The Coryell County Courthouse will celebrate its 125th anniversary honoring the completion of the courthouse construction in 1898. The building was started the previous year in 1897. This summer, there will be a celebration on the courthouse lawn commemorating the structure’s anniversary.
The Coryell County Historical Commission is in the need of your help. Photographs of the actual construction of the courthouse are being sought. If you have or know of any photographs of the construction, please notify the historical commission, which is located at the Coryell County Main Street Annex at 800 E. Main Street.
The Coryell County Courthouse is a historic building located on the courthouse square, the county seat of Coryell County. Built in 1897–98, it was the county's third courthouse; Architect Wesley Clark Dodson, a designer of many civil buildings in Texas, designed the Beaux Arts building. In his design, Dodson modified the traditional cross-axial plan to allow for the erection of a central tower. By moving the district courtroom to a position alongside the tower rather than centered underneath it, he was able to extend the masonry support walls to the ground and support the tower.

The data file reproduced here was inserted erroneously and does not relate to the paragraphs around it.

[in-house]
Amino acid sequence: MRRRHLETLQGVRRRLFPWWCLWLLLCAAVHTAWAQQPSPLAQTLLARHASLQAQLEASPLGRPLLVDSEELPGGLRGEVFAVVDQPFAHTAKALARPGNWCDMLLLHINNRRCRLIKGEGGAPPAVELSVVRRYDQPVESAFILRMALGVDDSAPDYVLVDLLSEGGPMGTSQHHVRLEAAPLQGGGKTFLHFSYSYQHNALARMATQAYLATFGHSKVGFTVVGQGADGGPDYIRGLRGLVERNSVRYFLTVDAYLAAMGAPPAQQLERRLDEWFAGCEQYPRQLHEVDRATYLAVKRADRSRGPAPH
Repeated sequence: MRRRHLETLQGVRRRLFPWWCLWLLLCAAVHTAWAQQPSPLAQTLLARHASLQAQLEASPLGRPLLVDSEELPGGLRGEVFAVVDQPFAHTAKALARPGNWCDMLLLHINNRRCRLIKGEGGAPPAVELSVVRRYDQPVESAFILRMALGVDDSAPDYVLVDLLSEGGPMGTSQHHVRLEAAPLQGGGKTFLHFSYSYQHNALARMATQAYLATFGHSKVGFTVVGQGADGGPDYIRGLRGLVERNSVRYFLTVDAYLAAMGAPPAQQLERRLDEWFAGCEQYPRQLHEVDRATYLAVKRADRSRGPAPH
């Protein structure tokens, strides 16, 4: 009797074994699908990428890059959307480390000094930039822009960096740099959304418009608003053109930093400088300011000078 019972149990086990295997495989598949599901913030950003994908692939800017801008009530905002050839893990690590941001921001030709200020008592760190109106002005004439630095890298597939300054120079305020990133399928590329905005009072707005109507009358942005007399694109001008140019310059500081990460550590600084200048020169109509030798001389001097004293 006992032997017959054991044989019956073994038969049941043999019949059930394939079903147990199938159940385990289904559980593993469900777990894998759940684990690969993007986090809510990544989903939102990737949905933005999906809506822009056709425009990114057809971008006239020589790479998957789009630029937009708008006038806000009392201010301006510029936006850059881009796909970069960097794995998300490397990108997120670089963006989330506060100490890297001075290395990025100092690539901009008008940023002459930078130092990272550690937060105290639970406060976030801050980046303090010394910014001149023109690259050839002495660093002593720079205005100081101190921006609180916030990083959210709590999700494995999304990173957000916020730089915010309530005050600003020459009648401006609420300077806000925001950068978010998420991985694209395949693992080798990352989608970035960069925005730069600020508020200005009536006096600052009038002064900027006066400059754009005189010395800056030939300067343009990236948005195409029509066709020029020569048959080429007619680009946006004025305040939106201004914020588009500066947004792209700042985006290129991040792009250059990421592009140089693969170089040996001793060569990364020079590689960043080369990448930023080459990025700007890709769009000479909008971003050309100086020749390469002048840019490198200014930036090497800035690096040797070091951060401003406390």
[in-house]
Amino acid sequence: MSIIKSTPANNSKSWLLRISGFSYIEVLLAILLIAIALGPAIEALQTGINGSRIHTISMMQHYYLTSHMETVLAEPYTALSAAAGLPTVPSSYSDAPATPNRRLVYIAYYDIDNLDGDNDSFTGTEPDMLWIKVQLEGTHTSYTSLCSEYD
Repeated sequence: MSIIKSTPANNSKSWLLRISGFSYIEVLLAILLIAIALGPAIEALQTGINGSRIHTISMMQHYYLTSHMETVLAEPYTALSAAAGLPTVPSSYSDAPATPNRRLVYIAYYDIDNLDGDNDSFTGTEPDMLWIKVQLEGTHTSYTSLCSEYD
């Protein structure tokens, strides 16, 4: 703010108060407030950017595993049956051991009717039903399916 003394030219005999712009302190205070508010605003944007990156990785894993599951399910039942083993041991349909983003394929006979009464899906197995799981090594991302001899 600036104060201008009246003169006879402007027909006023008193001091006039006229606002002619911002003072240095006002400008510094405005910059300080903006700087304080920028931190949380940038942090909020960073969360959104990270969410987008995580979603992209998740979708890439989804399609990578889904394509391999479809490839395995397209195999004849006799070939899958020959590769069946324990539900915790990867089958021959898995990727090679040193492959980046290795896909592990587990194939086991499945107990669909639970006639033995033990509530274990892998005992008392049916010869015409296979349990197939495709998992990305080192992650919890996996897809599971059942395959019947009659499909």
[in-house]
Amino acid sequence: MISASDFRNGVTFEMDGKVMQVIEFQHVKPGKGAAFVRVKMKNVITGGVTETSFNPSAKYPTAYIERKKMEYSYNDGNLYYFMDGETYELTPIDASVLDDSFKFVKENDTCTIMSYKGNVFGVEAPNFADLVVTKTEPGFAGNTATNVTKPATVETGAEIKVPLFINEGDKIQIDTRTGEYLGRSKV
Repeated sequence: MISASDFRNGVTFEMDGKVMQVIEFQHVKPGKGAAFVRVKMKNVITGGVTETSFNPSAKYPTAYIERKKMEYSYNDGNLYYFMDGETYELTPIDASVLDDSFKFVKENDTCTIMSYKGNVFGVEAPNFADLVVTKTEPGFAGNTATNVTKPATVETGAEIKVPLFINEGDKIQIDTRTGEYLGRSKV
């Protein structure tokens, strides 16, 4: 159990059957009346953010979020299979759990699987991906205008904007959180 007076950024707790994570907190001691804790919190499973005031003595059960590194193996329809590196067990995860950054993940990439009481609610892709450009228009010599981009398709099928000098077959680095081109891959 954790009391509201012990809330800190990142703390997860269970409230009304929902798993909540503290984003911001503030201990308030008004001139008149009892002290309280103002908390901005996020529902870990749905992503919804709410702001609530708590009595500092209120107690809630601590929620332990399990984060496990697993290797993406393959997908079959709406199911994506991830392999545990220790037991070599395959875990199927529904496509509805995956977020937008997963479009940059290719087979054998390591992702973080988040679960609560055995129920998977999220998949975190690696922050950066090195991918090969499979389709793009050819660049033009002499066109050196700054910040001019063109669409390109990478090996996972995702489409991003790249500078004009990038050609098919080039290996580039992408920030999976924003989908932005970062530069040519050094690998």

An important feature of the courthouse is the massive classical porticos, differing somewhat in scale and treatment, which define the north and south entries. The south portico has paired corner columns, while the north has single columns. The porticos rise from a one-story base of rusticated stone with arched entries in the lower level. The openings flanking the central arch are smaller on the north facade. Red sandstone Corinthian columns support white sandstone pediments, with the five-pointed star of Texas inset in contrasting carved stone.
The courthouse was added to the National Register of Historic Places in 1977.
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